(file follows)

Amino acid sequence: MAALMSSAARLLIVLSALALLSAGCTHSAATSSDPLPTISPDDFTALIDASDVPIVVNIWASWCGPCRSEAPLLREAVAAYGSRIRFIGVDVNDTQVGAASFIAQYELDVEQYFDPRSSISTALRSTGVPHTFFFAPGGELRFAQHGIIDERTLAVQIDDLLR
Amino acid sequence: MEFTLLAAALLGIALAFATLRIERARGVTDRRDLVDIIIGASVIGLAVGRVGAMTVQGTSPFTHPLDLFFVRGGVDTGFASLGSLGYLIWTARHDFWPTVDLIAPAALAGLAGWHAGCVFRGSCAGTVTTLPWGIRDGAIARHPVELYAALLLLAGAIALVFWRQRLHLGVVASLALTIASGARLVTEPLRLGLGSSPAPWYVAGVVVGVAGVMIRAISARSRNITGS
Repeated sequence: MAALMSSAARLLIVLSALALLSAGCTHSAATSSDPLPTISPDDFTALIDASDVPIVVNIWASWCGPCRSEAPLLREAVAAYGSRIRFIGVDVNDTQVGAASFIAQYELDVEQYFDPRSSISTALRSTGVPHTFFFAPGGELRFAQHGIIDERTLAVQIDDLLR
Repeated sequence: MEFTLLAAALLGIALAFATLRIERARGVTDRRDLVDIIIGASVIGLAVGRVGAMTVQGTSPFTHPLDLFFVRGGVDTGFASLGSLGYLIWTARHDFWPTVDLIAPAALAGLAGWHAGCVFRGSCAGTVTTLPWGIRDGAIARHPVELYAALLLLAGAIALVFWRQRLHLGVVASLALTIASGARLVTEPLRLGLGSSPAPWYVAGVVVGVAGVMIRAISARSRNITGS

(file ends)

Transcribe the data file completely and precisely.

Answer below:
Amino acid sequence: MAALMSSAARLLIVLSALALLSAGCTHSAATSSDPLPTISPDDFTALIDASDVPIVVNIWASWCGPCRSEAPLLREAVAAYGSRIRFIGVDVNDTQVGAASFIAQYELDVEQYFDPRSSISTALRSTGVPHTFFFAPGGELRFAQHGIIDERTLAVQIDDLLR
Amino acid sequence: MEFTLLAAALLGIALAFATLRIERARGVTDRRDLVDIIIGASVIGLAVGRVGAMTVQGTSPFTHPLDLFFVRGGVDTGFASLGSLGYLIWTARHDFWPTVDLIAPAALAGLAGWHAGCVFRGSCAGTVTTLPWGIRDGAIARHPVELYAALLLLAGAIALVFWRQRLHLGVVASLALTIASGARLVTEPLRLGLGSSPAPWYVAGVVVGVAGVMIRAISARSRNITGS
Repeated sequence: MAALMSSAARLLIVLSALALLSAGCTHSAATSSDPLPTISPDDFTALIDASDVPIVVNIWASWCGPCRSEAPLLREAVAAYGSRIRFIGVDVNDTQVGAASFIAQYELDVEQYFDPRSSISTALRSTGVPHTFFFAPGGELRFAQHGIIDERTLAVQIDDLLR
Repeated sequence: MEFTLLAAALLGIALAFATLRIERARGVTDRRDLVDIIIGASVIGLAVGRVGAMTVQGTSPFTHPLDLFFVRGGVDTGFASLGSLGYLIWTARHDFWPTVDLIAPAALAGLAGWHAGCVFRGSCAGTVTTLPWGIRDGAIARHPVELYAALLLLAGAIALVFWRQRLHLGVVASLALTIASGARLVTEPLRLGLGSSPAPWYVAGVVVGVAGVMIRAISARSRNITGS